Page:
The groundbreaking rise of Indians in Hollywood films

The groundbreaking rise of Indians in Hollywood films

By Varun Sharma | 3 April, 2017
Hollywood films, Western movies, Dev Patel, Asian leads, Sir Ben Kingsley, Slumdog Millionaire, Gandhi, Rogue One
Varun Sharma as the changeling boy in A Midsummer Night’s Dream, Mountview Academy of Thearte Arts. Photo: Katherine Leedale
For as long as I can remember, a trip to the cinema has always had a certain magic surrounding it. There was something special about seeing stories of heroes and villains, hope and despair being defined and deciphered in the space of a few hours. However, as I grew older and started developing ideas of pursuing a career in the arts, it became more apparent that something was missing from Western movies. I couldn’t see how I was going to possibly succeed, in an industry where there was no representation for Asians through the stories being told or through the roles that were available. There was no bridge between actors (male and female) of Asian ethnicity and Hollywood itself, a situation that left me feeling disconnected from the industry.

When you think of Hollywood and Indians, the image which springs to mind is of a bare-chested, eagle feathered brave proudly perched on a palomino. However, on Tuesday, 24 January 2017, the Oscar nominations were announced and this was challenged. For the Asian demographic, especially Indians, the nominations were ground-breaking. A thirteen- year Asian absence from the ceremony seen as the peak of the actor’s Olympus, was broken in spectacular style by Dev Patel when Patel became the third only Indian-origin actor in history to be nominated for an award.

During this lengthy absence, the commercial backdrop behind the film/theatre industry has changed greatly with the spotlight on diversity rising to the surface of mainstream media. However, it’s too easy to point a finger at the studios and the “powers that be” and complain that there aren’t ‘enough actors of Asian ethnicity in prominent roles’ or riding the “white-washing”wave and demanding change…

Change is something that can’t be asked for outright with an expectation of change actually occurring. It has to be shown to have merit and worth through understanding. When an infant has done something wrong, it’s pointless to ask for change and expect it to happen immediately if the infant doesn’t understand the wrong he has committed. In this way, business leaders, studio execs and producers in the “showbiz” industry aren’t completely accustomed to the idea of true diversity through storytelling from a whole host of the Asian cultures at this moment in time. Could it be that there is not enough realisation about what can be gained from the wealth of Asian history and stories, and perhaps they don’t realise that it does now make business sense?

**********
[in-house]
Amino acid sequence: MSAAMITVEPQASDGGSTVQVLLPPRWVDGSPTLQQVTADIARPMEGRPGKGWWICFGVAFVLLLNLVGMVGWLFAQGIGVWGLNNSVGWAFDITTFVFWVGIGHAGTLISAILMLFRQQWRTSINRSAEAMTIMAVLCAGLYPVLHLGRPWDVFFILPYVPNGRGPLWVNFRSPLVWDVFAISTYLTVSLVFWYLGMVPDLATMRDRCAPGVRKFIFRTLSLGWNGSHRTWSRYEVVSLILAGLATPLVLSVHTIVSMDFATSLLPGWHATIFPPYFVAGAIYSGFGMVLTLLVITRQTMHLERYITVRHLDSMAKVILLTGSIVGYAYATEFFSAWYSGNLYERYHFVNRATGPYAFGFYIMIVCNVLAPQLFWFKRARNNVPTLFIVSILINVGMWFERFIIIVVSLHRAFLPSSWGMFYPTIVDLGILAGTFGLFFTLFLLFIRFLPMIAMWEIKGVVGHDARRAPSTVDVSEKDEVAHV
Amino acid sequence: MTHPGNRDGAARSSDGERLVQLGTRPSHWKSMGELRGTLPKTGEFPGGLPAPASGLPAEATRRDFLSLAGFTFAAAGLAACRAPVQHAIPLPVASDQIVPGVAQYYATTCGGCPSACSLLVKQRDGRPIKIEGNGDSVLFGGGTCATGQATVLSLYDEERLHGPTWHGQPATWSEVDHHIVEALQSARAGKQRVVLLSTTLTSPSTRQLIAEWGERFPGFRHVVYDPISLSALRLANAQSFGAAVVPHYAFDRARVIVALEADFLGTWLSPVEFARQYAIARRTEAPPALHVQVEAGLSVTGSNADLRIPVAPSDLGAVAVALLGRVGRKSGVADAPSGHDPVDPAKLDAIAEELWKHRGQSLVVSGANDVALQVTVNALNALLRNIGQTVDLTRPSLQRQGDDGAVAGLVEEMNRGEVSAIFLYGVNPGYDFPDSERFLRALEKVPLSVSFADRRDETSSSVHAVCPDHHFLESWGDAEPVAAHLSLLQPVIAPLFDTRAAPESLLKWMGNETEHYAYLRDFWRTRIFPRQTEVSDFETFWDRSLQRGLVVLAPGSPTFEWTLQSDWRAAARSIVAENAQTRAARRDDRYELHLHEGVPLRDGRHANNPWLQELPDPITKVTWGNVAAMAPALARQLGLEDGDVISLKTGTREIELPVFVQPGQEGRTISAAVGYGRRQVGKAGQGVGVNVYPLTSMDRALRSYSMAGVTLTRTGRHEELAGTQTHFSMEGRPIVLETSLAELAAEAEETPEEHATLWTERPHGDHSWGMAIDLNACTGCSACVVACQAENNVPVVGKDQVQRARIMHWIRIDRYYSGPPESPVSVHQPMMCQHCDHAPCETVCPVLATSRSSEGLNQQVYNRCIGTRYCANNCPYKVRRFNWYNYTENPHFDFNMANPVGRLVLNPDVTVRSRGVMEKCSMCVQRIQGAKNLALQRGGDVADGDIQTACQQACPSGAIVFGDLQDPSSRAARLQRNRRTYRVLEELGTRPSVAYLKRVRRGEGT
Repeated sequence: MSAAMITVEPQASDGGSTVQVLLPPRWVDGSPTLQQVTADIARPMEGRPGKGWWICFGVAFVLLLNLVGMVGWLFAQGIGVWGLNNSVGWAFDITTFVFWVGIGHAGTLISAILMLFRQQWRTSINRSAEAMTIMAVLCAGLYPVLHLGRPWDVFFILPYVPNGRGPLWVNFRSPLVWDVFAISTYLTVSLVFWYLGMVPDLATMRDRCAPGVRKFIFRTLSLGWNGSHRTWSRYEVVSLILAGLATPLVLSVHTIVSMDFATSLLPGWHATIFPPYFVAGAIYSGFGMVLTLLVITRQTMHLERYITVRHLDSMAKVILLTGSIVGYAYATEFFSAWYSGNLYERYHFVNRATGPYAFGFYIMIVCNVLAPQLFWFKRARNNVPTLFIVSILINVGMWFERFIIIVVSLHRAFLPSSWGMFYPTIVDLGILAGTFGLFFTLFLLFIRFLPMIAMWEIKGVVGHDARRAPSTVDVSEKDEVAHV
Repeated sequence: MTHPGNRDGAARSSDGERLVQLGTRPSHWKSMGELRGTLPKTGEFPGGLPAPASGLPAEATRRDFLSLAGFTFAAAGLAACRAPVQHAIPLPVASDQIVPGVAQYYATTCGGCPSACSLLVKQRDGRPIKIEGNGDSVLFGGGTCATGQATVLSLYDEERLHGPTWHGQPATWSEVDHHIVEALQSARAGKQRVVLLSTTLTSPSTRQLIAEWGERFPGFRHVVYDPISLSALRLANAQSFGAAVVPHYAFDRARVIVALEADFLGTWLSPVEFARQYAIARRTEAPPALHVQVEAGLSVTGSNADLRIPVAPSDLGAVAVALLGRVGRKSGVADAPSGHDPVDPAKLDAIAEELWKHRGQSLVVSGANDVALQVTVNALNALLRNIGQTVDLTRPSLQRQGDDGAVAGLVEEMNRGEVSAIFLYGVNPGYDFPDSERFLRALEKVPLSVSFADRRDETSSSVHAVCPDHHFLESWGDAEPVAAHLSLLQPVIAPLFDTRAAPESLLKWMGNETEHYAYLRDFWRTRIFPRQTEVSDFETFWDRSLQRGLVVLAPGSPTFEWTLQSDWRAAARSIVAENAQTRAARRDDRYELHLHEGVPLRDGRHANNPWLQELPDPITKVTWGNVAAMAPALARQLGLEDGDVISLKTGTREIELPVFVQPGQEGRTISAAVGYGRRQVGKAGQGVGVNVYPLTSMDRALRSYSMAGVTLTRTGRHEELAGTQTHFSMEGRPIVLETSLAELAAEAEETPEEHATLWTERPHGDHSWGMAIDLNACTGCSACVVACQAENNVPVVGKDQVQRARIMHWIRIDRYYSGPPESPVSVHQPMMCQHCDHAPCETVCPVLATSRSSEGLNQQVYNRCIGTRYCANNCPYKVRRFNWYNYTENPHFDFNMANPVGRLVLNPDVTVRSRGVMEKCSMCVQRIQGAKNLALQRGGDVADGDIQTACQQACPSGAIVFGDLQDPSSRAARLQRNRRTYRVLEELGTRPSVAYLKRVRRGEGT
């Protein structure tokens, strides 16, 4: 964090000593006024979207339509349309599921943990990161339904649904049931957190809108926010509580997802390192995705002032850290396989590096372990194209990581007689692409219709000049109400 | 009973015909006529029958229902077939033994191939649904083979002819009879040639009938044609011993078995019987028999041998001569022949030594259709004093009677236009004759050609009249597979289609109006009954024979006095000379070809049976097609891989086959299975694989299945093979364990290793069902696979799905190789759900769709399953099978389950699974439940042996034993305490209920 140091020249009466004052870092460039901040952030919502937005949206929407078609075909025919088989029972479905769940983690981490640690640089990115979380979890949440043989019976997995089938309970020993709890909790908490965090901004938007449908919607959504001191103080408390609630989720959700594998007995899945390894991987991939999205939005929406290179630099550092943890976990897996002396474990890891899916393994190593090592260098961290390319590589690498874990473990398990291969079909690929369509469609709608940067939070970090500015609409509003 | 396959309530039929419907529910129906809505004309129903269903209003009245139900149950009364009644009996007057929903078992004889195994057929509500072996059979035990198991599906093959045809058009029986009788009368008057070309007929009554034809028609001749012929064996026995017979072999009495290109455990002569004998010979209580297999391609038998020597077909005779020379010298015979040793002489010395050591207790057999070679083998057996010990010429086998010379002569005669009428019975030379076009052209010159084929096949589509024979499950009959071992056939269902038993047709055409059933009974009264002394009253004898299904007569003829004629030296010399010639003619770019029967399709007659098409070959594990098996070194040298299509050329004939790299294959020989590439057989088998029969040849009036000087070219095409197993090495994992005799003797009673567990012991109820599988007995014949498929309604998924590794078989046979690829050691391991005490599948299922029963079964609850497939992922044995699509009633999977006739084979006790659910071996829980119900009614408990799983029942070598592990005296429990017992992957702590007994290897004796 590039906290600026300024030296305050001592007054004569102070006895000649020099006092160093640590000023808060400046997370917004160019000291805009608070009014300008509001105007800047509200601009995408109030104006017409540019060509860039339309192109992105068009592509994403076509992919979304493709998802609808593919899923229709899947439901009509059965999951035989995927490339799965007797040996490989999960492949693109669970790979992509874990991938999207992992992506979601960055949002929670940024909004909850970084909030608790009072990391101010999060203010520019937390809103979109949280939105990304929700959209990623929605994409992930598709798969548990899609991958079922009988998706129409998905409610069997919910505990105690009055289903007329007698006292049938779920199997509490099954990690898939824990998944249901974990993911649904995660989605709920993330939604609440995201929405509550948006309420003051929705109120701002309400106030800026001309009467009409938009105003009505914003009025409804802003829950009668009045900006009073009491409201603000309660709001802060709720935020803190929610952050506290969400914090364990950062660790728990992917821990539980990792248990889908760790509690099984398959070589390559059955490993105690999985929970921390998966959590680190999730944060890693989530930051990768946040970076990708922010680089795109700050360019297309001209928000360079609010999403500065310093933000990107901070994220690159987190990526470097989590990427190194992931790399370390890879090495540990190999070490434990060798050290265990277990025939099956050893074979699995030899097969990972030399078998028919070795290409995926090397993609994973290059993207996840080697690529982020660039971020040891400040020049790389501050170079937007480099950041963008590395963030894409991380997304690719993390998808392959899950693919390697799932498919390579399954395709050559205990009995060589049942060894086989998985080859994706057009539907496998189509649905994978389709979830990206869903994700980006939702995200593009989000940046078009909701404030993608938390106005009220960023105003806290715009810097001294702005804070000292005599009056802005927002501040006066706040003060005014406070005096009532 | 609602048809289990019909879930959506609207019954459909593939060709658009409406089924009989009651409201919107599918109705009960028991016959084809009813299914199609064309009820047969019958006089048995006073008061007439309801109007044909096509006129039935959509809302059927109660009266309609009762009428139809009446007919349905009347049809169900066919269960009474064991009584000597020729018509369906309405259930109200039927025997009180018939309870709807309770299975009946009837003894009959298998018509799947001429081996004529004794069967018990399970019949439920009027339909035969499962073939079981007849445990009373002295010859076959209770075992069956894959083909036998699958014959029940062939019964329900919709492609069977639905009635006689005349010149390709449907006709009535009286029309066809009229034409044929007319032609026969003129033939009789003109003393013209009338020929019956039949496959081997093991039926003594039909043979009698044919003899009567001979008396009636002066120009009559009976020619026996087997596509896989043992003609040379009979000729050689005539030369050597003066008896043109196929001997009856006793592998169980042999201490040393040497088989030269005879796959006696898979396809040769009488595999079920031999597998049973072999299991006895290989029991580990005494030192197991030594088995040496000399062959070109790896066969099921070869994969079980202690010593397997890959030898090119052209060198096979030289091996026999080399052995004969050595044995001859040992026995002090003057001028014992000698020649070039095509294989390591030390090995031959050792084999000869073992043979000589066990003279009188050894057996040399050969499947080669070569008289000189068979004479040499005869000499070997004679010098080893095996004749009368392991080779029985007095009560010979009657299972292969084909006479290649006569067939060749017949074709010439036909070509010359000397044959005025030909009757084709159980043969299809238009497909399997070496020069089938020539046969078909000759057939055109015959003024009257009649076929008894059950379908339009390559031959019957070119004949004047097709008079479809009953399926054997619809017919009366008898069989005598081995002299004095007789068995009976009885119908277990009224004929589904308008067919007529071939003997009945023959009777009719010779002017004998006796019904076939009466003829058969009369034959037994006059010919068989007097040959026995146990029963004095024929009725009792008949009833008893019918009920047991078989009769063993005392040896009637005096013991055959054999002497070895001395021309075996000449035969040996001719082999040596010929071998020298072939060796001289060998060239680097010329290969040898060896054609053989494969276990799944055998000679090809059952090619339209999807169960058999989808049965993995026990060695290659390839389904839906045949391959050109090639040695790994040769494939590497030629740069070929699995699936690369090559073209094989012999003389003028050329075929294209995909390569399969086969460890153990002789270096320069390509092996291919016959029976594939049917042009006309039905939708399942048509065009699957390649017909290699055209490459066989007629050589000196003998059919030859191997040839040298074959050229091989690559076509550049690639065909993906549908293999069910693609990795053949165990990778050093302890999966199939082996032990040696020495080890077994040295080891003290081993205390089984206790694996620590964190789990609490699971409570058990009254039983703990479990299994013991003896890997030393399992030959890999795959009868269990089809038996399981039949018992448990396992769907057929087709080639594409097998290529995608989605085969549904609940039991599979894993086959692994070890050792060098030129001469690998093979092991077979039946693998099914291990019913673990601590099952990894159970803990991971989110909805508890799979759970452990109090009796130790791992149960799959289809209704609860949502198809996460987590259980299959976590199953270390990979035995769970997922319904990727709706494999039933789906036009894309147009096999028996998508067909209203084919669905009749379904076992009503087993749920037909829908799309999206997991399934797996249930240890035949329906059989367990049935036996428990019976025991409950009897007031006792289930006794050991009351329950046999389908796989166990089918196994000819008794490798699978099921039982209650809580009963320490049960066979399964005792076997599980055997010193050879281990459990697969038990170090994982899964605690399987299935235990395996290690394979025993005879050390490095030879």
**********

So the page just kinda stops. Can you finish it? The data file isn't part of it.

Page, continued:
These are three examples of films pre-dominantly set in India. The short list of these eastern-based business/critical successes provides more evidence of encouraging box office returns with Asian leads. 

To all creators, producers, studios and money-makers if your maiden tongue is one of money, let’s talk business: The first actor of Asian origin who made a breakthrough on the Oscar awards scene, by taking the Best Actor award, was Sir Ben Kingsley in the critically acclaimed Gandhi (1982) in the titular role. The film was made on a budget of $22 million dollars. The final gross worldwide box office figure was $127,767,889, a profit of over $105 million dollars. Looks like good business to me. Next we had Slumdog Millionaire (2008), in which Dev Patel was the lead, again critically acclaimed at the Oscars. The budget was estimated at $15 million and grossed $377,910,544, a giant profit of over $350 million. Again, looks like breath-taking business to me. Finally the most current example of where business makes sense is the recently released Lion (2017). The film reportedly took $12 million to make but has already grossed over $32,132,825 in the short time it has been released and that number will surely rise. Looks like stunningly good business to me.

These are three examples of films pre-dominantly set in India. The short list of these eastern-based business/critical successes provides more evidence of encouraging box office returns with Asian leads. The numbers clearly add up. It then becomes a case of a group of vested interests resisting the inevitable move towards real globalisation. As Riz Ahmed, star of Rogue One and Jason Bourne put it, “Some people are screaming or dragging their feet. Some people are sprinting”.

The Oscar nod and BAFTA win of Best Supporting Actor for Dev Patel is more than just the individual recognition of one performance (as excellent as it was), but also the recognition of the diverse stories surrounding a host of fascinating cultures and histories. The nomination is an indication of the direction the industry is moving. But with Dev being the only Asian actor nominated and Lion being the only Asian mainstream film nominated, it yet remains to be seen whether the hurdle of institutionalised lethargy has begun to crumble.

 

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